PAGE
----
Wednesday, 31 October 2018

Haaaave you met Spire?

So it’s been a while, how’ve you been? Me? Oh same old same old...

Ok awkward small talk out of the way. I thought as I’ve been randomly prattling on about it to anyone who’ll listen, I’d dig up the old blog and put all my ramblings about a game called Spire in one place.

To start let’s run through what Spire is: Spire is a tabletop role playing game using D10s. If you’ve ever seen nerds playing dungeons and dragons then this is a similar concept but with different nerds rolling different dice.

The actual mechanics of it I’ll get to later, before that I’ll share the best bit the world.

Spire is a city in a tower in a dark fantasy world. Imagine if you took London and instead of having all the different boroughs next to each other you stacked them up one atop the other and wrapped it all ancient angry walls.

The entire game takes place inside this tower, and manages to never feel constrained. You could easily run a whole campaign and never see more that a couple of areas. Each area has a section in the book that gives you a few key features and major NPCs the rest is up to decide.
This is one of the first great things about this systems (and a really adjustment for control freak GM like me) if the players want to go somewhere or find something outside the main events then let them decide what they find. You work with the table to build up the world.

The core of Spire is rebellion. You are the rebels fighting against tyranny, or the terrorists destroying civilisation, depending on your viewpoint. Players take on the roles of Drow, Spire was their home until the great and holy aelfir empire decided it would be better for everyone if they took charge of it and everything else too.
It’s not hard to find real world inspiration for the basic concepts of Spire and this is part of its charm, it’s a lot easier to empathise with the plight of a family being worked to death under the rule of a greedy factory owner than it is to feel for a king that had his treasure stolen by a dragon.

Ok so to the mechanics of how your Drow pcs are going to mess with the mighty Aelfir. First up this is a system of episodes, none of that traveling and sleeping stuff. If it’s not part of the story the it’s left to the imagination. You work from event to event.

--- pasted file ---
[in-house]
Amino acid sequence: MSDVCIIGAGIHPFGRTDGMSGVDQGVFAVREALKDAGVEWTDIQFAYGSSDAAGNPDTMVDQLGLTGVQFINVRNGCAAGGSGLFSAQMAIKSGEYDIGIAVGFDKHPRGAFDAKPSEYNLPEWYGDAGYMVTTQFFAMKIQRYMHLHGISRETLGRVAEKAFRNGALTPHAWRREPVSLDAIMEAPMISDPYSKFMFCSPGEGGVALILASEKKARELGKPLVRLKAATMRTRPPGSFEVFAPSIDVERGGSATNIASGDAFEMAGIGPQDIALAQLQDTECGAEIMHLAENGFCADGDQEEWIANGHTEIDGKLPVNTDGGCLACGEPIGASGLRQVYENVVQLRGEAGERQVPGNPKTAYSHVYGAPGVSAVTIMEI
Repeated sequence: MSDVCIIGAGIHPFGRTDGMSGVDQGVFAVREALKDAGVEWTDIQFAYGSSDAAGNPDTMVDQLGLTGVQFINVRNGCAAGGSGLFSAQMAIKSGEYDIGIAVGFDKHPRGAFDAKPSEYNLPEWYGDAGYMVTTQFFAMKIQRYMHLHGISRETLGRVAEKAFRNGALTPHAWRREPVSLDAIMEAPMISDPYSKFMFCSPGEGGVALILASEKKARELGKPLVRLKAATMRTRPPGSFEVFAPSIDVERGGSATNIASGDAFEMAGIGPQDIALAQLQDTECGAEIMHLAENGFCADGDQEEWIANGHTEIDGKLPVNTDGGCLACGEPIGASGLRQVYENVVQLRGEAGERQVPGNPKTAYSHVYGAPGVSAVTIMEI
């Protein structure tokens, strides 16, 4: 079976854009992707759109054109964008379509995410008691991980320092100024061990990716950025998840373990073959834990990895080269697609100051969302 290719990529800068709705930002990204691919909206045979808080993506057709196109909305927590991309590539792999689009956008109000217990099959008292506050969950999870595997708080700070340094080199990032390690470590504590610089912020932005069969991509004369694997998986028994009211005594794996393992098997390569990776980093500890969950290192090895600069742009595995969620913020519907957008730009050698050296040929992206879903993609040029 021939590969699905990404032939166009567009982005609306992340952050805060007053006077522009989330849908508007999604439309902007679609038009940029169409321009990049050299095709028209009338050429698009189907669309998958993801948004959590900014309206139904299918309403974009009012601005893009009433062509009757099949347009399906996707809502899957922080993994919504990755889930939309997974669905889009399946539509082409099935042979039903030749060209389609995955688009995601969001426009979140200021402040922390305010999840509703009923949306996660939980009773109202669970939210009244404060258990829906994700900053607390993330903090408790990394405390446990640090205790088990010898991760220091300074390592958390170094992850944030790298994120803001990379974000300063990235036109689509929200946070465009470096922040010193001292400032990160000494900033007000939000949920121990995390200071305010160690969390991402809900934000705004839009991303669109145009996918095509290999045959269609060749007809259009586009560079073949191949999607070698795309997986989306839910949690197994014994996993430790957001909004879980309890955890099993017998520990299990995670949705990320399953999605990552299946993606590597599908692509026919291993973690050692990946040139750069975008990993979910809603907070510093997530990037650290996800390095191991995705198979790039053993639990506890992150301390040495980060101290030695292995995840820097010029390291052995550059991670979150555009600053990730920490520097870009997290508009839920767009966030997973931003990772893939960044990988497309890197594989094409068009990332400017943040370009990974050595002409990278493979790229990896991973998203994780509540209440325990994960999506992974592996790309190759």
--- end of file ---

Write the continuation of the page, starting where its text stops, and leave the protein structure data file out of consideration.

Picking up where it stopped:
In the same vein you only roll dice when something is going to happen. Can a PC open that door? Of course it’s a door. Can a PC open that door while trying not to be picked apart by 5ft tall crows? Roll a D10.

The dice system is simple, you add a D10 for every attribute you bring to the task, and loose one for every extra difficulty the situation brings.
Roll your dice take the highest. This tells you not just succeed or fail but how well you succeeded or badly you failed.

Failure creates stress, stress is the games was of measuring how broken a character is. Get in a fight? Succeed deal damage, fail you get hit sometimes a bit of both It’s all down to the players rolls. GM doesn’t fight they just narrate it.

Now I am boil the stress mechanic right down but you should get the idea. It all leads to fallout which takes the abstract stress to game changing conditions. Too much blood stress? Fallout PC has a broken leg. Too much mind stress? PC is now panicked.
In game in takes a bit of work from the GM to keep track of but becomes easier with a bit of practice.

To finish up I recommend looking up this game you get a lot better idea of the game from people that actually make sense
Maybe head over to their website Rowan, Rook, and Decard
Take a look at their follow up kickstarter Strata
Or listen to it being played by Rusty Quill

Hopefully soon I'll be able to start the rest of the group of a full campaign of this, and if I'm awake enough I'll be able to chronicle the games here, maybe even going toward resurrecting the blog on a more regular basis.


  1. This way my pal Wesley Virgin's tale starts in this shocking and controversial video.

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